The First Minister spoke out after Tony Abbott became the latest international leader to become involved in the debate. He was quoted as saying it was "hard to see how the world would be helped by an independent Scotland".
Abbott said: "What the Scots do is a matter for the Scots and not for a moment do I presume to tell Scottish voters which way they should vote. But as a friend of Britain, as an observer from afar, it's hard to see how the world would be helped by an independent Scotland.
"I think that the people who would like to see the break-up of the United Kingdom are not the friends of justice, the friends of freedom.
"And the countries that would cheer at the prospect ... are not the countries whose company one would like to keep."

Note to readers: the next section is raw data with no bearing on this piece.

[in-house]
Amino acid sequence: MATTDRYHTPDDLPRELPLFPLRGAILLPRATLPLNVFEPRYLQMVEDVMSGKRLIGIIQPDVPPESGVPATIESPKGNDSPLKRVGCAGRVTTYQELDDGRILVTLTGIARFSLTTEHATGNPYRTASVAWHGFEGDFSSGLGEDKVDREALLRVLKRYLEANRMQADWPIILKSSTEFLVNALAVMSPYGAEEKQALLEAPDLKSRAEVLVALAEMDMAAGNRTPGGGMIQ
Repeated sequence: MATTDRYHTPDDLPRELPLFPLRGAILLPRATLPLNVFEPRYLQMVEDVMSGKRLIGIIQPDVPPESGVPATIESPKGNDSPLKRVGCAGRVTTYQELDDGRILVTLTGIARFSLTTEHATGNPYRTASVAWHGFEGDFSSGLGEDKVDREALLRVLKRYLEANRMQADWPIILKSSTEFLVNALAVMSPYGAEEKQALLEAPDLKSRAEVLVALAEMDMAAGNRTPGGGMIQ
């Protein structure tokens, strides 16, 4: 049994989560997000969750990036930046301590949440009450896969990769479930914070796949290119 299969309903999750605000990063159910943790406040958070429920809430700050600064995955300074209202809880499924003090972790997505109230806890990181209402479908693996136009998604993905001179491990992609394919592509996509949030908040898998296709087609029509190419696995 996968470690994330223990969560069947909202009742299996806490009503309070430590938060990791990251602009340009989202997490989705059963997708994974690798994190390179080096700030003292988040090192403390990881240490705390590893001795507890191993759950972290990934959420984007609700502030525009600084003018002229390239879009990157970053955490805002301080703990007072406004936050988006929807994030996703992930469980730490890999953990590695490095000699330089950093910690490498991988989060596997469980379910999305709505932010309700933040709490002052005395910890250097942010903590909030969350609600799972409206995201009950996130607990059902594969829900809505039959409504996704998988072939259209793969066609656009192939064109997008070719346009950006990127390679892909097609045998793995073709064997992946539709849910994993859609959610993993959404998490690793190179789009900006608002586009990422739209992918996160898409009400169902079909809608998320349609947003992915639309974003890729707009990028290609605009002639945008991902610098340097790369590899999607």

Abbott has connections to David Cameron's key political strategist, Lynton Crosby.
Crosby's business partner Mark Textor, with whom he founded lobbyists Crosby Textor, is the Australian PM's polling guru.
Salmond responded: "Mr Abbott's comments are hypocritical because independence does not seem to have done Australia any harm. They are foolish, actually, because of the way he said it. To say the people of Scotland who supported independence weren't friends of freedom or justice, I mean, the independence process is about freedom and justice."
Salmond said the Australian prime minister was "notoriously gaffe-prone" and he had "put his foot right in it" with his comments.
Meanwhile, shadow international development secretary Jim Murphy played down Abbott's remarks.
The Labour MP, who was campaigning for Better Together in Clydebank, said Australians were "famously outspoken and famously direct".
But Murphy said that "ultimately Scots will make their own decision".